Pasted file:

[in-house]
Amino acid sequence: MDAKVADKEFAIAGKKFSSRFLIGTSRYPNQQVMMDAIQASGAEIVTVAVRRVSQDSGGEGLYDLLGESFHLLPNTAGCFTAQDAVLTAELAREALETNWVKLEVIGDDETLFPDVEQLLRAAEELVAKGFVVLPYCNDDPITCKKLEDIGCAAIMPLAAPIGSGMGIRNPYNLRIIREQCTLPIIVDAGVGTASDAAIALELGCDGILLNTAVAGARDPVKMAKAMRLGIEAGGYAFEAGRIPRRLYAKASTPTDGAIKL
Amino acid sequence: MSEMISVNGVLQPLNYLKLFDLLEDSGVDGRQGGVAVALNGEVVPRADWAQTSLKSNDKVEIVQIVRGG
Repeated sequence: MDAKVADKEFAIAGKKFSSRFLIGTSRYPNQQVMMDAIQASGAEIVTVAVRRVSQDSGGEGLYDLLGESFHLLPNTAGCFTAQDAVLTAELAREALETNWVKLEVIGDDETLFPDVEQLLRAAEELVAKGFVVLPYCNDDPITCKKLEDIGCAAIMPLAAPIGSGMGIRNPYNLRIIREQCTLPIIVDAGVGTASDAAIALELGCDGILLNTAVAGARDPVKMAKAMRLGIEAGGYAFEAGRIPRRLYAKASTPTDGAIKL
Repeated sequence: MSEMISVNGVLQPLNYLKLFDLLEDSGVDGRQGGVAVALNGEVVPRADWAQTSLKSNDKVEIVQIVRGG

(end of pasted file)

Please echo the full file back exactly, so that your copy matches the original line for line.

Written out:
[in-house]
Amino acid sequence: MDAKVADKEFAIAGKKFSSRFLIGTSRYPNQQVMMDAIQASGAEIVTVAVRRVSQDSGGEGLYDLLGESFHLLPNTAGCFTAQDAVLTAELAREALETNWVKLEVIGDDETLFPDVEQLLRAAEELVAKGFVVLPYCNDDPITCKKLEDIGCAAIMPLAAPIGSGMGIRNPYNLRIIREQCTLPIIVDAGVGTASDAAIALELGCDGILLNTAVAGARDPVKMAKAMRLGIEAGGYAFEAGRIPRRLYAKASTPTDGAIKL
Amino acid sequence: MSEMISVNGVLQPLNYLKLFDLLEDSGVDGRQGGVAVALNGEVVPRADWAQTSLKSNDKVEIVQIVRGG
Repeated sequence: MDAKVADKEFAIAGKKFSSRFLIGTSRYPNQQVMMDAIQASGAEIVTVAVRRVSQDSGGEGLYDLLGESFHLLPNTAGCFTAQDAVLTAELAREALETNWVKLEVIGDDETLFPDVEQLLRAAEELVAKGFVVLPYCNDDPITCKKLEDIGCAAIMPLAAPIGSGMGIRNPYNLRIIREQCTLPIIVDAGVGTASDAAIALELGCDGILLNTAVAGARDPVKMAKAMRLGIEAGGYAFEAGRIPRRLYAKASTPTDGAIKL
Repeated sequence: MSEMISVNGVLQPLNYLKLFDLLEDSGVDGRQGGVAVALNGEVVPRADWAQTSLKSNDKVEIVQIVRGG